New York Times
By Julia Preston
May 13, 2016
(Deported mothers of “Dreamers,” American born children of undocumented immigrants, and their families at the U.S.-Mexico border fence in Tijuana this month. John Moore/Getty Images)
Brushing aside protests from immigrant advocates and both Democratic presidential candidates, the Obama administration is moving ahead with a surge of deportations in the coming weeks, aimed mainly at mothers and children from Central America, immigration officials said Friday.
The Department of Homeland Security is stepping up the pace of deportations to send a tough enforcement message to Central America and to try to head off a seasonal swell of illegal crossings of the southwest border, the officials said. Those crossings generally rise during the summer, and administration officials are especially concerned because there was an unexpected increase in the numbers of migrants last fall.
The new plans do not include intensive raids like those over one weekend in January, when about 120 women and children were detained for deportation in Georgia, North Carolina and Texas, the officials said. Instead, immigration agents will speed up the arrests of individual families, which they have been making nationwide since the January raids.
Marsha Catron, a spokeswoman for the department, said those operations focus on migrants who were caught at the border after Jan. 1, 2014, denied asylum by immigration courts, and ordered deported by judges. Agents also will arrest migrants who came when they were minors but turned 18 while fighting deportation in the courts, making them ineligible for protections as children.
“We must enforce the law consistent with our priorities,” Ms. Catron said.
The deportation plan, first reported on Thursday by Reuters, drew immediate outrage from advocates and from Democrats in Congress and in the presidential campaign.
“I’m against large-scale raids that tear families apart and sow fear in communities,” Hillary Clinton said in a statement. She said families from Central America “should be given a full opportunity to seek relief.”
Her rival, Senator Bernie Sanders of Vermont, said, “I oppose the painful and inhumane business of locking up and deporting families who have fled horrendous violence in Central America and other countries.”
Representative Lucille Roybal-Allard of California, in a statement joined by other House Democrats, said, “To conduct these enforcement actions against women and children who have fled violence, and who will face violence if they are returned, is not just hypocritical, it is plain cruel.”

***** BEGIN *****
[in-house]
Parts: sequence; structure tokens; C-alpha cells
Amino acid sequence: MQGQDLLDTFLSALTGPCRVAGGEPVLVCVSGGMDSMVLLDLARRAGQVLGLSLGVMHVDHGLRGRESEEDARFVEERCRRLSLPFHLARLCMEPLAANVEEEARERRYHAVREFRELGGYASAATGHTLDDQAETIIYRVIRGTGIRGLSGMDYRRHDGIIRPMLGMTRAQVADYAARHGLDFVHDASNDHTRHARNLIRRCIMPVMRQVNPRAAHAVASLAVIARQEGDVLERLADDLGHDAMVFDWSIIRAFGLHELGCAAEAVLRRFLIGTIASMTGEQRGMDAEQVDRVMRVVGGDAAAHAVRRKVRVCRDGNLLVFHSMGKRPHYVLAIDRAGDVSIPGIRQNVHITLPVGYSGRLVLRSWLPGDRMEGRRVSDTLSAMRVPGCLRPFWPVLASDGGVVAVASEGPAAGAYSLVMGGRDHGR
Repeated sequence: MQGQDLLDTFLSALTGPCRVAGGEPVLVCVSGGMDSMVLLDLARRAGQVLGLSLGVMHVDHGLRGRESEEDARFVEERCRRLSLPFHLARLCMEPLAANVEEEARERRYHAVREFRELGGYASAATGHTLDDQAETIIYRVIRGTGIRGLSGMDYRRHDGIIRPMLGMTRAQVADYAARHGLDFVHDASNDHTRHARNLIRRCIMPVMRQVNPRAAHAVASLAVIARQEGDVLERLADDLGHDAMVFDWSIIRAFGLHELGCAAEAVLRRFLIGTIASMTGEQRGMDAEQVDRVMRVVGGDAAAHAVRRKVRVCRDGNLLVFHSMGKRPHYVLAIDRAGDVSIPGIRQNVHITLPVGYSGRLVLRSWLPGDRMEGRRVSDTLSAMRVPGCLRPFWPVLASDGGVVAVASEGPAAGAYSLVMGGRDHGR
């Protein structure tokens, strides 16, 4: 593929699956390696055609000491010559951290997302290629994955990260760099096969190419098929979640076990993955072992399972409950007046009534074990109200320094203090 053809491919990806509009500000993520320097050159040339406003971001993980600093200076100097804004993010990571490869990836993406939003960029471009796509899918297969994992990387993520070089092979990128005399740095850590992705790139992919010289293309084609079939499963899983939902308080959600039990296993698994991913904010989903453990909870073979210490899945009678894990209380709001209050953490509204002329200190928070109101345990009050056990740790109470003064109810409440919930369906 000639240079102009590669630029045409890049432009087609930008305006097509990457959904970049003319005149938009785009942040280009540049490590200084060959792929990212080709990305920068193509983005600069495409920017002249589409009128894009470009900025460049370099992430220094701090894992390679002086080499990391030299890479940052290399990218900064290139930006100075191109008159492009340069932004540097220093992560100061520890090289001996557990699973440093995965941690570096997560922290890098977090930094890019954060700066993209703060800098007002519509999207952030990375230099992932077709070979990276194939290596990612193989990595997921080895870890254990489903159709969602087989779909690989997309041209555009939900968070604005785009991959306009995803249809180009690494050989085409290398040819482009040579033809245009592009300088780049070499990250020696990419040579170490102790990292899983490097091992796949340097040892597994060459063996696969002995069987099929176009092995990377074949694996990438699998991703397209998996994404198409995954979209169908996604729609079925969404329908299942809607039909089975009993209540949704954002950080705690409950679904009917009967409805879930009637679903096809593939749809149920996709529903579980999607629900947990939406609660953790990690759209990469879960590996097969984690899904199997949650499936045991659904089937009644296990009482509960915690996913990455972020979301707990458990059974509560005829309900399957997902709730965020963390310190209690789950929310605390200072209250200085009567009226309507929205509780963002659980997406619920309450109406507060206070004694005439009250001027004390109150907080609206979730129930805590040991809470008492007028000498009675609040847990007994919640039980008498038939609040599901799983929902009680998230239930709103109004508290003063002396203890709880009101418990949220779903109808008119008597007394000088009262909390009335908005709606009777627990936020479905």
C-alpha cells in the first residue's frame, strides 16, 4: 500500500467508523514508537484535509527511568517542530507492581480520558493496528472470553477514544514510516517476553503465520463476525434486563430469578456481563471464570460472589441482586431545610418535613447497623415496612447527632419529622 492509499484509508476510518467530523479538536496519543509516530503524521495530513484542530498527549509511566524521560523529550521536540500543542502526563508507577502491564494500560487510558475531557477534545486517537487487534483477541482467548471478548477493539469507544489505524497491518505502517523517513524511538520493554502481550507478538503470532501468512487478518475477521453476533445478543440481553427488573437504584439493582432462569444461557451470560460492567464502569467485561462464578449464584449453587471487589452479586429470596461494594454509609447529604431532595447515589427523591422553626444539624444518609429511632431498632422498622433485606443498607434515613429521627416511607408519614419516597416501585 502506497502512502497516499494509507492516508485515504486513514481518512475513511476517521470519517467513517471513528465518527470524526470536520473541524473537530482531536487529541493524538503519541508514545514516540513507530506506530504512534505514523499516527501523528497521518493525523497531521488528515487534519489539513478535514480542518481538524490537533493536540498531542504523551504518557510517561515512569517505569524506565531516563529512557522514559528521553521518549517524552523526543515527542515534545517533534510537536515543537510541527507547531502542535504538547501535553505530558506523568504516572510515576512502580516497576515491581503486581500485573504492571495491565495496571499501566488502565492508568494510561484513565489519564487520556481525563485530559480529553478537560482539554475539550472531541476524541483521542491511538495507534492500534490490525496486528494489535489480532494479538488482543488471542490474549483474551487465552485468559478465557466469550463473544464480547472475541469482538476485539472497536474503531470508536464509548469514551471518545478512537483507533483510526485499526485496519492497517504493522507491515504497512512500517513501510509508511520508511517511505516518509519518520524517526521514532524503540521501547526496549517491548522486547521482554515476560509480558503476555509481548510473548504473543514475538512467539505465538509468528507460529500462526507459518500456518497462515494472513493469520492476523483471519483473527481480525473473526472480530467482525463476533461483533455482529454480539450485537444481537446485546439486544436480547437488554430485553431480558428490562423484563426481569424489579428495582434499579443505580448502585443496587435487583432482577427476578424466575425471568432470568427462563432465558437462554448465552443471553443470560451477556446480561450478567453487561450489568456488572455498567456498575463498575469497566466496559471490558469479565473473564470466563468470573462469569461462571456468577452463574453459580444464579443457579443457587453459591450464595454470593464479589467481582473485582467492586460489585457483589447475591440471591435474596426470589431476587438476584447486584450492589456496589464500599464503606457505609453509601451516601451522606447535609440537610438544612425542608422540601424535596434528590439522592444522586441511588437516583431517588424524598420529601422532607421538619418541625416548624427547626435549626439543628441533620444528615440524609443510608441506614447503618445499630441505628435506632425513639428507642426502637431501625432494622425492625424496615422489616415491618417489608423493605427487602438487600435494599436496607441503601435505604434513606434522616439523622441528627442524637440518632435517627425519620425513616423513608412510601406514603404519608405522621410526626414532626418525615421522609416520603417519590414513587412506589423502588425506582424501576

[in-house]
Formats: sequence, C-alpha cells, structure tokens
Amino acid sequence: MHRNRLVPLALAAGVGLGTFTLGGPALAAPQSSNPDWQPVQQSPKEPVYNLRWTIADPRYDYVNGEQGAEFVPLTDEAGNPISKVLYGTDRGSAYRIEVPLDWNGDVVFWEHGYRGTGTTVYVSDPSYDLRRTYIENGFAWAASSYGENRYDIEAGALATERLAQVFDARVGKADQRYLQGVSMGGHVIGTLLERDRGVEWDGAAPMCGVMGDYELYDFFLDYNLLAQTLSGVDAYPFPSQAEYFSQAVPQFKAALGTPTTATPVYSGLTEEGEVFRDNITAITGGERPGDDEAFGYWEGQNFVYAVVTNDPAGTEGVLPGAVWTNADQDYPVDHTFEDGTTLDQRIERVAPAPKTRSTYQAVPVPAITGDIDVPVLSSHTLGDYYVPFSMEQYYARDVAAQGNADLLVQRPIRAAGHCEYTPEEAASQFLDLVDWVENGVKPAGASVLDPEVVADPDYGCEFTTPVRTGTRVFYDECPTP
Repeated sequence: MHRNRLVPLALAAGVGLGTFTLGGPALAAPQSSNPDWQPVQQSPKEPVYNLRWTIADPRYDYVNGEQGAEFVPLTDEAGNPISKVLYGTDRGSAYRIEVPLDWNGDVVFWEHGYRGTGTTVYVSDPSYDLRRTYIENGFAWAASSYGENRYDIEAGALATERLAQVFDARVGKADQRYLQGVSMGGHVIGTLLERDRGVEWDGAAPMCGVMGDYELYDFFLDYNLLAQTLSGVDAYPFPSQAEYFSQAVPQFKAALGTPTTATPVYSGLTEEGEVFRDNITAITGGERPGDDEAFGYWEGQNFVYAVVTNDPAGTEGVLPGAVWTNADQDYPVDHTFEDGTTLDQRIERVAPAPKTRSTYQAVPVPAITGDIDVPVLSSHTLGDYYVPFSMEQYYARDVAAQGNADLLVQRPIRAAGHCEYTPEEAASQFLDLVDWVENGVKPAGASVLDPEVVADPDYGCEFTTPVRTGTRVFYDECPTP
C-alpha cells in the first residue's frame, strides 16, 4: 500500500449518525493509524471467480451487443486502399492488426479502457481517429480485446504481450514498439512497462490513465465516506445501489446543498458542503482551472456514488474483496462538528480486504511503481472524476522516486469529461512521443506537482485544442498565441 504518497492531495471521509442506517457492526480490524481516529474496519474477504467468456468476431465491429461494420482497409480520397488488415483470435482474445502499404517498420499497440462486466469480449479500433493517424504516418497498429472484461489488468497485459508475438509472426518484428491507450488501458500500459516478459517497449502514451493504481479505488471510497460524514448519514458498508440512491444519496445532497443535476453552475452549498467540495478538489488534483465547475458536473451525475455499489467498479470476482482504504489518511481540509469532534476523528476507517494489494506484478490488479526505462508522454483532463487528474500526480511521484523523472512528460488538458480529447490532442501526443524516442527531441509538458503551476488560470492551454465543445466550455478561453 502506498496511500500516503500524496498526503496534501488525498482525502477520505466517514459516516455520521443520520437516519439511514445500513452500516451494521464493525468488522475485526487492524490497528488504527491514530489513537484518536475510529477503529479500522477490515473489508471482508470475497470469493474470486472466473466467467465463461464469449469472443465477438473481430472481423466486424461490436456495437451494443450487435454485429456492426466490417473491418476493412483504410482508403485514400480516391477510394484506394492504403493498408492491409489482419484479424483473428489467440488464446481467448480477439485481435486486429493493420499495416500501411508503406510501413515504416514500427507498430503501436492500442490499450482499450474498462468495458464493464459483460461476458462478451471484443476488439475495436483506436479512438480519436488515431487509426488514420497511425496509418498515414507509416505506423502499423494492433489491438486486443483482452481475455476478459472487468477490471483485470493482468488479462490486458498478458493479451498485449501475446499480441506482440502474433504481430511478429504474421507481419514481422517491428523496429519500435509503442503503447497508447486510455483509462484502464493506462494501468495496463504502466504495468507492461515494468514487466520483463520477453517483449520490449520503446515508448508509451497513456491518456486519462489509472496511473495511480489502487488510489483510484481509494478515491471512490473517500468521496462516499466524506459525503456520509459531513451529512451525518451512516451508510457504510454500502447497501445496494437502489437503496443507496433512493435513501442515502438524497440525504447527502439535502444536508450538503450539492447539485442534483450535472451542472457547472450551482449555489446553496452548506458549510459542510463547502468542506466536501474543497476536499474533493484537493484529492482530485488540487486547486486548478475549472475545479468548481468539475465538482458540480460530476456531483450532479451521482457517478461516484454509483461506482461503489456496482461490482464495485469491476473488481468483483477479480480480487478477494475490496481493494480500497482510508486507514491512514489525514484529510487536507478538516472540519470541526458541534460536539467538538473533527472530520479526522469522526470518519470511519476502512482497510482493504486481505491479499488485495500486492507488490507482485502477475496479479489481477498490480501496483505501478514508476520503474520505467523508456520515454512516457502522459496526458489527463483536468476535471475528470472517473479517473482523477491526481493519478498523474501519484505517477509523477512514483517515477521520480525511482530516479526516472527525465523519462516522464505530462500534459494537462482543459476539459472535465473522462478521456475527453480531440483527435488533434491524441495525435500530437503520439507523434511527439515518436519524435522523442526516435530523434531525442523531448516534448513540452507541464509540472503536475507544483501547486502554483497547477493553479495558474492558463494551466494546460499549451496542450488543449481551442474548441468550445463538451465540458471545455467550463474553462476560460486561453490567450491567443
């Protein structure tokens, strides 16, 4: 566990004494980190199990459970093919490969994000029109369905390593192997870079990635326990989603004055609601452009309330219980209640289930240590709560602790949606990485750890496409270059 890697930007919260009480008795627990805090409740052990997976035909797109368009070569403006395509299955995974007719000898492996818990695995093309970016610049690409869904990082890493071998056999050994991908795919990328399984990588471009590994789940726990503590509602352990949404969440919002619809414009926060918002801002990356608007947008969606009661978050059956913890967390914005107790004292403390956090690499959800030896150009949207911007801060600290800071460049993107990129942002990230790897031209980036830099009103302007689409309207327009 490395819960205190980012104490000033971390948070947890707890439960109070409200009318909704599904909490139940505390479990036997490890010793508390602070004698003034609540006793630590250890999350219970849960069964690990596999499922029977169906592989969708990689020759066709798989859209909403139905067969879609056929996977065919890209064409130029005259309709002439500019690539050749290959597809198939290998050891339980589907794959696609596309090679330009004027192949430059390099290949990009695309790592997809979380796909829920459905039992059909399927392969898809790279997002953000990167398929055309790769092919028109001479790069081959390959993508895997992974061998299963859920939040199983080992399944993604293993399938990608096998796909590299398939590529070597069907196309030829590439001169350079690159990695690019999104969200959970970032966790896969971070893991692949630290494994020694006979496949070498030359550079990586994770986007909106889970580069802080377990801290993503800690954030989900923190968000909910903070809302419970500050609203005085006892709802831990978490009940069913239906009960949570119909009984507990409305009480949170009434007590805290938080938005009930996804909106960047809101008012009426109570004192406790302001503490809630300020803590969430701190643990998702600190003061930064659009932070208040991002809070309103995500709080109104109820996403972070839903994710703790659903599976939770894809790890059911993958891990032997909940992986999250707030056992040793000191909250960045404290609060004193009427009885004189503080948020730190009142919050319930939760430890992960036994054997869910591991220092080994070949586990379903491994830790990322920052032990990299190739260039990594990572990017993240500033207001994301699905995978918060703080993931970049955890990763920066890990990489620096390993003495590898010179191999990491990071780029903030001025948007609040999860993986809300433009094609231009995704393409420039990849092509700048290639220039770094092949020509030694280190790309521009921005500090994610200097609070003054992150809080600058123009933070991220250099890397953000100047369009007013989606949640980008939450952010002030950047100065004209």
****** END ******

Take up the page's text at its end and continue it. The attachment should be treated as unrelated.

Despite the wrath of their allies, administration officials are worried they could face another uncontrolled summer influx, like the one in 2014. That could further tarnish President Obama’s mixed legacy on immigration and inflame the volatile presidential campaign, where the presumptive Republican nominee, Donald J. Trump, has called for construction of a wall along the border with Mexico and the deportation of 11 million immigrants here illegally.
Illegal border crossings dropped during the first two months of the year but have risen recently. According to Border Patrol statistics, the apprehension of families at the southwest border from October 2015 to March increased 131 percent over the same six-month period a year earlier — to 32,117 migrants — while the detention of unaccompanied children increased 78 percent, to 27,754.
Many women and children said they were running from murderous violence by gangs, especially in El Salvador and Honduras, where criminal organizations control city barrios and have expanded their reach into rural villages. The families applied for asylum, but the vast majority — 86 percent, according to a report by the Transactional Records Access Clearinghouse, a group that studies federal data — went to court without lawyers. Court records show that asylum seekers have a very low chance of success without lawyers.
In some cases, advocates succeeded in stopping deportations at the last minute by providing legal counsel to the families.
But the Homeland Security secretary, Jeh Johnson, has made it clear he wants people in Central America to know there is no open border.
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